• Letter of Reference: Applications should be supported by one recommendation letter from the academic/professional supervisor of the applicant. Reference letters must be sent directly to the SAS General Secretary (This email address is being protected from spambots. You need JavaScript enabled to view it.) by the relevant deadline. 
  • Potential applicants may contact Camilla Speller, SAS President (This email address is being protected from spambots. You need JavaScript enabled to view it.) for further information. 

Evaluation Procedure

  • Proposals will be evaluated by a committee selected by the President of The Society for Archaeological Sciences, including, if necessary, suitable referees chosen from the membership of the Society.
  • The committee evaluates the eligibility and merit of the application for support of the candidate. The criteria used will be the record of the candidate, the letter of recommendation, and the scientific merit and potential career impact of the proposal. The amount granted is determined by the committee, according to funds available, but shall not exceed $1000 USD per award. SAS has allocated a maximum of $3000 to each cycle of this funding program
  • Typically, at least one award will be given to a graduate student and one to an early career researcher for each round of competition. However, if we only receive worthy applications from graduate students for a specific round, all three awards may be granted to graduate students, and vice versa. In case no worthy proposals are received in a given round, the funds allocated will be repurposed for the next round.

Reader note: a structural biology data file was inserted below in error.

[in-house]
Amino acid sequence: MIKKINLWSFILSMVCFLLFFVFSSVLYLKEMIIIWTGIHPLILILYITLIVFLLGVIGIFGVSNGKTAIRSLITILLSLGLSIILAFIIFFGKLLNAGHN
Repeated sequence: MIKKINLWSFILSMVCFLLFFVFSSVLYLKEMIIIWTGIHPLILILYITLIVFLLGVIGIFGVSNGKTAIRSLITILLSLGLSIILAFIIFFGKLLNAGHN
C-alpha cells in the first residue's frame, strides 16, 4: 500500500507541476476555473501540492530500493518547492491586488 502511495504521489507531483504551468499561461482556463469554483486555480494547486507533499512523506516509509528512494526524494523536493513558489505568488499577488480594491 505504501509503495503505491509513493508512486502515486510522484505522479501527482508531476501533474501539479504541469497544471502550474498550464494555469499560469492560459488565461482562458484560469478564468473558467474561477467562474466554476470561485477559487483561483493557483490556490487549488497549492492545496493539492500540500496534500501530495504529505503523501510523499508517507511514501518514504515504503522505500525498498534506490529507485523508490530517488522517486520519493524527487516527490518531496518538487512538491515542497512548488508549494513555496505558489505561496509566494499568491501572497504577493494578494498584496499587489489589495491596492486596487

Terms and Conditions of the Award

  • The successful applicant is committed to submitting a brief summary of the results of analyses and/or field investigation to the SAS Bulletin no later than one year after the award is made to the recipient (not one year after the completion of the project).
  • No redress against the decision of the evaluating committee is possible.
  • The award will be made in advance of the applicable research, but the awardee must send copies of all relevant receipts to the General Secretary of The Society for Archaeological Sciences within one month of the conclusion of the supported work. If the awardee submits receipts that sum to a total less than the amount awarded by the Society, then the awardee is obligated to return the difference to the Society at the time of receipt submission.